David Lloyd, counsel assisting the Royal Commission into Institutional Responses to Child Sexual Abuse, has recommended several adverse findings be made against John Lewis and Nicholas Sampson.
Mr Lewis was headmaster at Geelong Grammar School between 1980 and 1994 and went on to become headmaster at the prestigious Eton College in England.
Mr Sampson was headmaster from 2001 until 2004 and is currently the headmaster at Sydney’s exclusive Cranbrook School.
Both men have been criticised for their handling of abuse allegations made against former teacher Jonathan Harvey.
In 2007, Harvey was jailed for 10 months for abusing a Geelong Grammar School student between 1976 and 1978.
The royal commission heard Mr Lewis was told of Harvey’s abuse in 1982 and 1986 and was aware of additional complaints about Harvey’s behaviour with students in 1991, yet allowed him unsupervised access to students.
The submission states: “Mr Lewis did not treat the issue of child sex abuse seriously and preferred the reputation of the school to the interests and welfare of students.”
“If Mr Lewis had investigated allegations of child sex abuse that came to his attention, it is likely that a number of students at Geelong Grammar who were abused would not have been abused,” the submission reads.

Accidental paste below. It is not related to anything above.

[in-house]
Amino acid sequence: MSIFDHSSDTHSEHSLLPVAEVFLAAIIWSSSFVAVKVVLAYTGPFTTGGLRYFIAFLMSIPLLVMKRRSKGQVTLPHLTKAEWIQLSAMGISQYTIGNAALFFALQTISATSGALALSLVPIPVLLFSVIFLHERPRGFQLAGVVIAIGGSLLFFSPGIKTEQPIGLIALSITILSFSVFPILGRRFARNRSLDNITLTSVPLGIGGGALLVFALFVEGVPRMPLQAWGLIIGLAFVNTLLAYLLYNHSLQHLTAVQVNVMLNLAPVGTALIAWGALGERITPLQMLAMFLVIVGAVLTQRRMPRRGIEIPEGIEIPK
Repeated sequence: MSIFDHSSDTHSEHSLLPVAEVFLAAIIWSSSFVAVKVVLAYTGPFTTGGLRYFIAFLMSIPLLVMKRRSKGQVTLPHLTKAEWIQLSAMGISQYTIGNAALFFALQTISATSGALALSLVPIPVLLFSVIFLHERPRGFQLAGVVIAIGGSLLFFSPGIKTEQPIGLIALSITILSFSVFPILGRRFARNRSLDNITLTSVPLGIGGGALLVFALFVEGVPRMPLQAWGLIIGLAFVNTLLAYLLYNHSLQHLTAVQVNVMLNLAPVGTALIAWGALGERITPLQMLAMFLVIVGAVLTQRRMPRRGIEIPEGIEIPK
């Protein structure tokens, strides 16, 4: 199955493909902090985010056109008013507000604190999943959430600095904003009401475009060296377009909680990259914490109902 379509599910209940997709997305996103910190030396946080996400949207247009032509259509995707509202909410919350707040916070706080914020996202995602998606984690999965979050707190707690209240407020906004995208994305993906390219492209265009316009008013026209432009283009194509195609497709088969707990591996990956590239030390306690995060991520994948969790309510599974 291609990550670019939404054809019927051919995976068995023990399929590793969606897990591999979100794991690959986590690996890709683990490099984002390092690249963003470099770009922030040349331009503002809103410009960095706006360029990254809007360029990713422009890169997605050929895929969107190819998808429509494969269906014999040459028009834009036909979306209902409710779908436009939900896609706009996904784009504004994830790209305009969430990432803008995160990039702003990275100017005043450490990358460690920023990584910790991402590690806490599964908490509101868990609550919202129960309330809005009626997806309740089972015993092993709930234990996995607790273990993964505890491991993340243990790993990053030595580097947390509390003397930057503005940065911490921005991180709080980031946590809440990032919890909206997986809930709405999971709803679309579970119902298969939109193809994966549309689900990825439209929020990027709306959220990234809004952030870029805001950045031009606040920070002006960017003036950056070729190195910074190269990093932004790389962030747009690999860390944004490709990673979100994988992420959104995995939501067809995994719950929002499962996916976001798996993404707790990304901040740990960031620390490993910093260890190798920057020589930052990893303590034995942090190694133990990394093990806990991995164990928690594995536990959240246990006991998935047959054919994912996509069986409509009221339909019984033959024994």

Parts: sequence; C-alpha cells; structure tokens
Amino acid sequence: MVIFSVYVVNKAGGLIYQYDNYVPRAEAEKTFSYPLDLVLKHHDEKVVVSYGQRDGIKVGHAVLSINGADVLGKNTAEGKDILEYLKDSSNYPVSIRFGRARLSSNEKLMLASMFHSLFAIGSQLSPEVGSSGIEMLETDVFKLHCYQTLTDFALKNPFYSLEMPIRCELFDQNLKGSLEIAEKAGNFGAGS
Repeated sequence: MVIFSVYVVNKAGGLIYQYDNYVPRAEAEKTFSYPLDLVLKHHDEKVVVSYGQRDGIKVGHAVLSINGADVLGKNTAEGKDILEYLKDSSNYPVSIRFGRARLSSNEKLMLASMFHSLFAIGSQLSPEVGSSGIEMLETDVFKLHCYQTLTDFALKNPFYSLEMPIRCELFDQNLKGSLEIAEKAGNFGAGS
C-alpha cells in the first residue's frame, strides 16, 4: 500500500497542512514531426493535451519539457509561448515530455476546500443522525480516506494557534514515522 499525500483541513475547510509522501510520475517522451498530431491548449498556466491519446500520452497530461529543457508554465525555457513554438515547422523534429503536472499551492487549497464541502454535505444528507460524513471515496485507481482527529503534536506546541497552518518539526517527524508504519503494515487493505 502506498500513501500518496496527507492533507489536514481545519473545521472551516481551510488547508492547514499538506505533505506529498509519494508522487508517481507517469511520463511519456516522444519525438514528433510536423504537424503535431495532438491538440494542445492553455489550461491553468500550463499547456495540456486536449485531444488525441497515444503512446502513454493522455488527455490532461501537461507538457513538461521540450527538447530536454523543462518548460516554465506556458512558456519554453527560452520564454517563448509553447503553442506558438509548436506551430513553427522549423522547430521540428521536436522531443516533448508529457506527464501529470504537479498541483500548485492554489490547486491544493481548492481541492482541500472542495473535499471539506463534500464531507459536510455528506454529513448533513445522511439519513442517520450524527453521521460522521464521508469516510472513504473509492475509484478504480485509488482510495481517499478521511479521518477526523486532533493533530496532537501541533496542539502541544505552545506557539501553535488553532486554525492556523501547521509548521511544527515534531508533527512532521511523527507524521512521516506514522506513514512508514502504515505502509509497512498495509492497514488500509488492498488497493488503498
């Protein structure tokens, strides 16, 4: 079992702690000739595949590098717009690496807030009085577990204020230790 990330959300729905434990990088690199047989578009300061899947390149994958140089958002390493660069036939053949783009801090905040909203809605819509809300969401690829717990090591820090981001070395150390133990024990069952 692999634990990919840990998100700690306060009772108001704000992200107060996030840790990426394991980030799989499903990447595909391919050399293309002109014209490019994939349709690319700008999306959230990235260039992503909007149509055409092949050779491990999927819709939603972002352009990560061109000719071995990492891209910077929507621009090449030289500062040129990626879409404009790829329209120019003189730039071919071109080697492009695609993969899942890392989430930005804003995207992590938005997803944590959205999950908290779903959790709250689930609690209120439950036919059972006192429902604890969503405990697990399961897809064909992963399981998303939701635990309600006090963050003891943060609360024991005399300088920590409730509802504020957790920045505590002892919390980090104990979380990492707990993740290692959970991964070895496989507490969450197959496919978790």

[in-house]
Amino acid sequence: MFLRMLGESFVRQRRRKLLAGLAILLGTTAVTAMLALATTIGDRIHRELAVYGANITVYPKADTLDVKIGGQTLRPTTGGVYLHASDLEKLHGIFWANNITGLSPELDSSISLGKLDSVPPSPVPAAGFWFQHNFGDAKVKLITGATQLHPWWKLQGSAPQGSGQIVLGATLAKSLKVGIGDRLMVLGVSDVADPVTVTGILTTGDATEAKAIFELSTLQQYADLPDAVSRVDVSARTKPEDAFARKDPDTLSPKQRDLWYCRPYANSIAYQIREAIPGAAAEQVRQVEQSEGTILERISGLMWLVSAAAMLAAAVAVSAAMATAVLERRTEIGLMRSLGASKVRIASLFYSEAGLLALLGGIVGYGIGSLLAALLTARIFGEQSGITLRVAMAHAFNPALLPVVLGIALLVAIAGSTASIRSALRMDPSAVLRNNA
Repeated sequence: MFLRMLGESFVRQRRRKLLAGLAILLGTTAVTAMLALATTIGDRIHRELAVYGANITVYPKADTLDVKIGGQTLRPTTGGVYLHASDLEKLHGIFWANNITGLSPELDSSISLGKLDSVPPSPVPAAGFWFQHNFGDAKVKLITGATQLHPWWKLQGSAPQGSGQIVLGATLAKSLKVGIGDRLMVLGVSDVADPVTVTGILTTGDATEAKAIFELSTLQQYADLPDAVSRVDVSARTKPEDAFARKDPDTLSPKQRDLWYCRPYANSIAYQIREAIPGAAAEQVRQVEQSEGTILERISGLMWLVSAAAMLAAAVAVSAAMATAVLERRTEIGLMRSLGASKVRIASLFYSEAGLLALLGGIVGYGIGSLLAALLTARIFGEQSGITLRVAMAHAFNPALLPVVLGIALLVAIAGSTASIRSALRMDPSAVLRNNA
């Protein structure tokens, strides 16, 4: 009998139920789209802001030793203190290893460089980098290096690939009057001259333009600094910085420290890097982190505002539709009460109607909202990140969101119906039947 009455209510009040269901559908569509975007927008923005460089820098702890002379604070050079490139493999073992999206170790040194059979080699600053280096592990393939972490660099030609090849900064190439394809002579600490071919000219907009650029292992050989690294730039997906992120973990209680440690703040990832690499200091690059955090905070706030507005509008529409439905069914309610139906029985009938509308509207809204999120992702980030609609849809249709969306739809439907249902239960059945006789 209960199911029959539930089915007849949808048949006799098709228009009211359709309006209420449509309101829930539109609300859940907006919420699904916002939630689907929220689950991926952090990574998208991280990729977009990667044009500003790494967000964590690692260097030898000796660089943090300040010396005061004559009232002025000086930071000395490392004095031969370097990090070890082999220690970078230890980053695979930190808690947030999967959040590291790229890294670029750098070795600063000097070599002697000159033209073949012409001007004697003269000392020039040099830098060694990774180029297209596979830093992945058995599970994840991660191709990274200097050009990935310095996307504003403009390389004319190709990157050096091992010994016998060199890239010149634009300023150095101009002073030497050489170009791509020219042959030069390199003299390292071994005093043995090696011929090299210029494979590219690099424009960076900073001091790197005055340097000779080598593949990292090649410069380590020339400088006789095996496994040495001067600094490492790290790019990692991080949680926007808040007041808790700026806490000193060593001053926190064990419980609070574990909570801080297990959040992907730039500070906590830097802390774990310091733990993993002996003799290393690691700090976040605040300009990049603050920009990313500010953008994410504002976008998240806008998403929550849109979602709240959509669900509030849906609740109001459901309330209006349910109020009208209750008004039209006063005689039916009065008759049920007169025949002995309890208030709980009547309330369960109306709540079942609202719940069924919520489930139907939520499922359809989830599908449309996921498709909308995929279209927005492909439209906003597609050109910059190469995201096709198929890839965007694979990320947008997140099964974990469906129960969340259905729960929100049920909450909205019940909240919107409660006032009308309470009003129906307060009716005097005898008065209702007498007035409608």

When giving evidence to the royal commission in 2015, Mr Lewis said: “I very much regret … that I did not more fully satisfy myself at the time … that the matter had been properly handled.”
Mr Lewis’s own submission to the royal commission said his ability to answer questions when giving evidence was compromised because he was not given adequate notice.
Teacher remained at school despite allegations
Counsel assisting’s recommended findings have been published after an extensive investigation into the handling of abuse allegations by Geelong Grammar School.
Mr Lloyd is also critical of Mr Sampson for allowing Harvey to continue teaching after he was made aware of abuse allegations.
“Mr Sampson ought to have notified the Victorian Institute of Teaching of the allegations made against Mr Harvey and failed to do so,” the submission stated.
“He failed to act in the best interests of of the students under his care at Geelong Grammar.”
The submission is also critical of Mr Sampson’s handling of Harvey’s retirement from the school in 2005.
“Mr Sampson wrote letters to Mr Harvey that were misleading in that they omitted details as to the true reasons for Mr Harvey’s departure from the school and in doing so failed to have regard for the interests of the students of any school at which Mr Harvey may teach,” he said.
When giving evidence before the commission last year, Mr Sampson said: “I personally regret some of the things I did and I certainly wouldn’t do them again.”
Last year, the Cranbrook School council wrote to parents stating Mr Sampson continued to have the school’s full support.